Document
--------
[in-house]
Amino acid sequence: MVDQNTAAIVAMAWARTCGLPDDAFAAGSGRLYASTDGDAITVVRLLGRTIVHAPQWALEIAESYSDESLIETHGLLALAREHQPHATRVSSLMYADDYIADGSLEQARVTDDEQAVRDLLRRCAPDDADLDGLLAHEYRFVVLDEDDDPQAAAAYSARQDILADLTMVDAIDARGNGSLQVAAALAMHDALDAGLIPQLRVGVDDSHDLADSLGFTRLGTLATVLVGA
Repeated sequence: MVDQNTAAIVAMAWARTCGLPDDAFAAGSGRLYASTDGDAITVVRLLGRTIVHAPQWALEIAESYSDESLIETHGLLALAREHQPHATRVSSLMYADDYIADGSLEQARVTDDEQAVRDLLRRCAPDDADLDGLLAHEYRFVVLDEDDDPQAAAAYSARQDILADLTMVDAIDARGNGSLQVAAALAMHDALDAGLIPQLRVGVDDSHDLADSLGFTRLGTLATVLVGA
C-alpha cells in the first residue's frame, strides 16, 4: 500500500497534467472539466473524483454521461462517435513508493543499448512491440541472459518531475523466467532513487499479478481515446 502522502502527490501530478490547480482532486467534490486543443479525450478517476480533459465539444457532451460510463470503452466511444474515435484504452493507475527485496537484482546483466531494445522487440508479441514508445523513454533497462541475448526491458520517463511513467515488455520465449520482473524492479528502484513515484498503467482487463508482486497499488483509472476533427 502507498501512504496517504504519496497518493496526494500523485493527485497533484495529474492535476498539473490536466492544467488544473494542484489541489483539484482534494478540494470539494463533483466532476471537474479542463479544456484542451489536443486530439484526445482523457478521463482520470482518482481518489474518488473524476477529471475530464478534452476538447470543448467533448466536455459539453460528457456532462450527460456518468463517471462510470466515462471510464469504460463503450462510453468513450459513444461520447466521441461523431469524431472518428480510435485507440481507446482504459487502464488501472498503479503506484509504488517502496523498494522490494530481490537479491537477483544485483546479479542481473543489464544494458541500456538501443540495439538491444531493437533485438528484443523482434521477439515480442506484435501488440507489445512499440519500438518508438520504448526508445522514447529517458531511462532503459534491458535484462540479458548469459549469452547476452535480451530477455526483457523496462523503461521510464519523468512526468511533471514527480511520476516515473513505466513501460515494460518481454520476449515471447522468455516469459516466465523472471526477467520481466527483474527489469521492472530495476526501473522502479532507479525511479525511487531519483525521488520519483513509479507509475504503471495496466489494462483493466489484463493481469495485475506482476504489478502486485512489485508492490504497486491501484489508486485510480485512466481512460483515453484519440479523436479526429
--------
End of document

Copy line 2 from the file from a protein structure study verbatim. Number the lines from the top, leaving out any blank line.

Amino acid sequence: MVDQNTAAIVAMAWARTCGLPDDAFAAGSGRLYASTDGDAITVVRLLGRTIVHAPQWALEIAESYSDESLIETHGLLALAREHQPHATRVSSLMYADDYIADGSLEQARVTDDEQAVRDLLRRCAPDDADLDGLLAHEYRFVVLDEDDDPQAAAAYSARQDILADLTMVDAIDARGNGSLQVAAALAMHDALDAGLIPQLRVGVDDSHDLADSLGFTRLGTLATVLVGA